One of the important underlying assumptions associated with the Johari Window is that, as the public area between you and another person or persons becomes proportionately larger, the potential for positive and valuable relationships increases. Also, since the model is dynamic in nature, the panes within your window may change in size as a result of expansion or contraction of knowledge between you and others. In particular, the public area may be enlarged in one of two ways: when you open up to others, in an appropriate manner of course, about personal information that was previously unknown to them about you, this has the effect of reducing the hidden area. Alternatively, when you take the initiative to learn more about how others view you (i.e. search for feedback) this has the effect of reducing what was unknown to you, thereby decreasing your blind spot.
When you do make concerted and regular efforts to actively gather constructive feedback, and if you are also comfortable with disclosing information about yourself to others, then the combination of those facts would mean that your Johari Window might shift to look something like that shown in the figure below.
The combined effect of your openness to feedback and willingness to disclose to others reduces both your blind spot and hidden area; you therefore have a larger public area. This in turn leads to you having high self-awareness which means that you are not unconsciously behaving in ways which have a negative impact on others. Over time, you build up a very clear picture of where your strengths and areas for improvement lie and, as emphasised, you do something with that knowledge.
However, if you are less interested in, or comfortable with feedback, or if you don’t have the same capacity to be open with others then your Johari Window might look something like that shown in Figure 3, below.
The consequences of having a small public area are twofold. First, your larger blind spot would mean that you lack self-awareness and simply do not recognise your failings, so your capacity for self-development is limited; and, as a consequence, you would likely continue to do the same things that cause you to under-perform [Hyphen needed?] across a number of dimensions. In other words, you keep blindly stumbling over the same obstacles time and time again because you do not learn from your mistakes. In addition, your larger hidden area, which results from an inability to really share and relate with others, would also mean that the relationships you forge were shallower and by nature less beneficial.
The Johari Window is undoubtedly more complex than summarised here, but this suffices for our purposes, and wherever you find yourself in terms of your current levels of self-awareness, recognise that there are a number of related forces at play which if not responded to can hold you back as a manager:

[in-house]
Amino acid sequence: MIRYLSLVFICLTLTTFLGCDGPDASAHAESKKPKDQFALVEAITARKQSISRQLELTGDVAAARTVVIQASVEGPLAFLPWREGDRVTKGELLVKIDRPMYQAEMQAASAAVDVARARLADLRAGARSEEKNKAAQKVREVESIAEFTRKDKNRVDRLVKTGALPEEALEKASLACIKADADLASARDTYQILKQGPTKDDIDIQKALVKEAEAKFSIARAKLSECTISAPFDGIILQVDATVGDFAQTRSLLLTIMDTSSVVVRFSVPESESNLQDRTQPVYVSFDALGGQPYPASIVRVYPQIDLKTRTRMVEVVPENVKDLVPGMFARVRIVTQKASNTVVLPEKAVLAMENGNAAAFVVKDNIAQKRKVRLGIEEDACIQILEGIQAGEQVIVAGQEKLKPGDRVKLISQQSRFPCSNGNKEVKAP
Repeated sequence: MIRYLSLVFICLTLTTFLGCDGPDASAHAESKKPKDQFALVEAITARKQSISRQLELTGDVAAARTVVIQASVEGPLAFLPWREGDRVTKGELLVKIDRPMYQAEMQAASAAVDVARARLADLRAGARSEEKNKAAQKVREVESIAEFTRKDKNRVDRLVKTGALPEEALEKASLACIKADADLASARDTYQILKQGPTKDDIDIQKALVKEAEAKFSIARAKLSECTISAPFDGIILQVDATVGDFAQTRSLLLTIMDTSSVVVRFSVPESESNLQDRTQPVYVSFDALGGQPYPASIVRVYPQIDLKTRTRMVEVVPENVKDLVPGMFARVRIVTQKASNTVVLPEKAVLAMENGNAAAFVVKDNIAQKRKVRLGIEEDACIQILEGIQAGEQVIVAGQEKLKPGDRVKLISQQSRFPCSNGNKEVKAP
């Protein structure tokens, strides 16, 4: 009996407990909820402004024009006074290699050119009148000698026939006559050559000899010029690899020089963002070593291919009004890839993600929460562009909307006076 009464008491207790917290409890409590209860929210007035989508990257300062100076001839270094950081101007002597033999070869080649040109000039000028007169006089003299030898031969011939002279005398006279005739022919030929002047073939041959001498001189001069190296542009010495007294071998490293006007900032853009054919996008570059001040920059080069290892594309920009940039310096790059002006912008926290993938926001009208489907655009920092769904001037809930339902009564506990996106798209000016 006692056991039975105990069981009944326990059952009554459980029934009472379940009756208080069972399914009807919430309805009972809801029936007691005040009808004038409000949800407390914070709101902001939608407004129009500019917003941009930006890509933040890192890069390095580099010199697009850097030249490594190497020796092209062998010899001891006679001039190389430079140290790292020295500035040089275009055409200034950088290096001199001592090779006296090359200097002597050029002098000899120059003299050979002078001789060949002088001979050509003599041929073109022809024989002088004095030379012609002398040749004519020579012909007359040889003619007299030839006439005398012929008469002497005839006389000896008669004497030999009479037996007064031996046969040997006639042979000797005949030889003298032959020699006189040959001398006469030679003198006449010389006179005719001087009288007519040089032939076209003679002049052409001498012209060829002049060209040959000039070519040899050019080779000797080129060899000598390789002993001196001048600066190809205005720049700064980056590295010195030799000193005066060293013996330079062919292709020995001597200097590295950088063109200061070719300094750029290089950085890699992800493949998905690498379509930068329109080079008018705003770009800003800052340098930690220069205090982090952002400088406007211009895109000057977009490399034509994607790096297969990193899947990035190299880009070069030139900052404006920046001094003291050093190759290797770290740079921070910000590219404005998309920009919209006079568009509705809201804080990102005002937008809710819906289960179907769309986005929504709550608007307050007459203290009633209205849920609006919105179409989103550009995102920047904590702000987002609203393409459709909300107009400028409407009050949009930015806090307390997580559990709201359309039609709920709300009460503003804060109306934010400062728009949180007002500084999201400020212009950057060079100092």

- On the one hand, employee expectations of their managers today are becoming increasingly more demanding and this trend is set to continue, recession or no recession; it’s only through knowing and developing yourself that you can keep pace with those demands.
- Linked to this, the better companies have recognised the tangible and proven benefits of having truly engaged employees and this places significant pressure on individual managers to genuinely connect with their people – and this partially means opening up to them and being willing to listen to their feedback.
- On the other hand, your superiors too are likely calling for better performance results from you all the time, so again you can only respond to that challenge if you continuously get better at what you do.
To respond to these drivers, the best managers appreciate the need for self-awareness as the foundation stone of personal development.
Arsene Wenger once memorably responded to Sir Alex Ferguson’s taunt back in 2002 that his team were the best in the league with the quip, “Everyone thinks they have the prettiest wife at home.” It took some of the tabloid journos a while to figure out what he meant but the message was fairly clear to me at least: None of us likes to think that someone else is ‘better off’ than we are. When it comes to personal performance replace ‘better off’ with more ‘skilful’, ‘intelligent’, ‘effective’ or indeed any work-related adjective and the message is still the same. We generally don’t want to see ourselves as second best, or as having limitations when compared to others. But until you take a deep and meaningful look at your own abilities and performance, you can never be sure how effective you really are.
Enjoy your day!
(1) Drucker, ‘Managing Oneself’ (2005) January Harvard Business Review.
(2) Luft, J. and Ingham, H. (1955) The Johari window, a graphic model of interpersonal awareness. Proceedings of the western training laboratory in group development. (Los Angeles: UCLA, Extension Office, 1955)